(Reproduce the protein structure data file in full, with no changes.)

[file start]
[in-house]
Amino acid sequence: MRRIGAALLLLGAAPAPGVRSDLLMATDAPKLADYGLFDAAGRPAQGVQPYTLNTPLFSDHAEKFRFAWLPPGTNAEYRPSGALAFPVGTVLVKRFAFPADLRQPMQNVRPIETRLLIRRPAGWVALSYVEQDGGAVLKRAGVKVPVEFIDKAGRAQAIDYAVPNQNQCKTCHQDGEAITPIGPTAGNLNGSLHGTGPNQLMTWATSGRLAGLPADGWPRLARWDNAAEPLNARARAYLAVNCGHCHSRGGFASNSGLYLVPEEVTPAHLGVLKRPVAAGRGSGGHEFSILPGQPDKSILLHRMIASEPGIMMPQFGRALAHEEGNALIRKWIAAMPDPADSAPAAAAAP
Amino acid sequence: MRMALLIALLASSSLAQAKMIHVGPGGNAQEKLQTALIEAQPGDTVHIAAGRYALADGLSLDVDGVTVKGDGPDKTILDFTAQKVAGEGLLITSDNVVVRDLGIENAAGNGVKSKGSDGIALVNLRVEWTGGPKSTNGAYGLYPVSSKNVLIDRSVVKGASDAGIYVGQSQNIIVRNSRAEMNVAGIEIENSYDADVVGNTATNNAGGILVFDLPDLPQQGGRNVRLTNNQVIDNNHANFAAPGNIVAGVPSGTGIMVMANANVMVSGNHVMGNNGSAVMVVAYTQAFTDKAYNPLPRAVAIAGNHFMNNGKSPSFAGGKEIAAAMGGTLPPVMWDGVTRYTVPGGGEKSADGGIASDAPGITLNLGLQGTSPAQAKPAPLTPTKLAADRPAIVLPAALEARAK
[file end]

[in-house]
Amino acid sequence: MRRIGAALLLLGAAPAPGVRSDLLMATDAPKLADYGLFDAAGRPAQGVQPYTLNTPLFSDHAEKFRFAWLPPGTNAEYRPSGALAFPVGTVLVKRFAFPADLRQPMQNVRPIETRLLIRRPAGWVALSYVEQDGGAVLKRAGVKVPVEFIDKAGRAQAIDYAVPNQNQCKTCHQDGEAITPIGPTAGNLNGSLHGTGPNQLMTWATSGRLAGLPADGWPRLARWDNAAEPLNARARAYLAVNCGHCHSRGGFASNSGLYLVPEEVTPAHLGVLKRPVAAGRGSGGHEFSILPGQPDKSILLHRMIASEPGIMMPQFGRALAHEEGNALIRKWIAAMPDPADSAPAAAAAP
Amino acid sequence: MRMALLIALLASSSLAQAKMIHVGPGGNAQEKLQTALIEAQPGDTVHIAAGRYALADGLSLDVDGVTVKGDGPDKTILDFTAQKVAGEGLLITSDNVVVRDLGIENAAGNGVKSKGSDGIALVNLRVEWTGGPKSTNGAYGLYPVSSKNVLIDRSVVKGASDAGIYVGQSQNIIVRNSRAEMNVAGIEIENSYDADVVGNTATNNAGGILVFDLPDLPQQGGRNVRLTNNQVIDNNHANFAAPGNIVAGVPSGTGIMVMANANVMVSGNHVMGNNGSAVMVVAYTQAFTDKAYNPLPRAVAIAGNHFMNNGKSPSFAGGKEIAAAMGGTLPPVMWDGVTRYTVPGGGEKSADGGIASDAPGITLNLGLQGTSPAQAKPAPLTPTKLAADRPAIVLPAALEARAK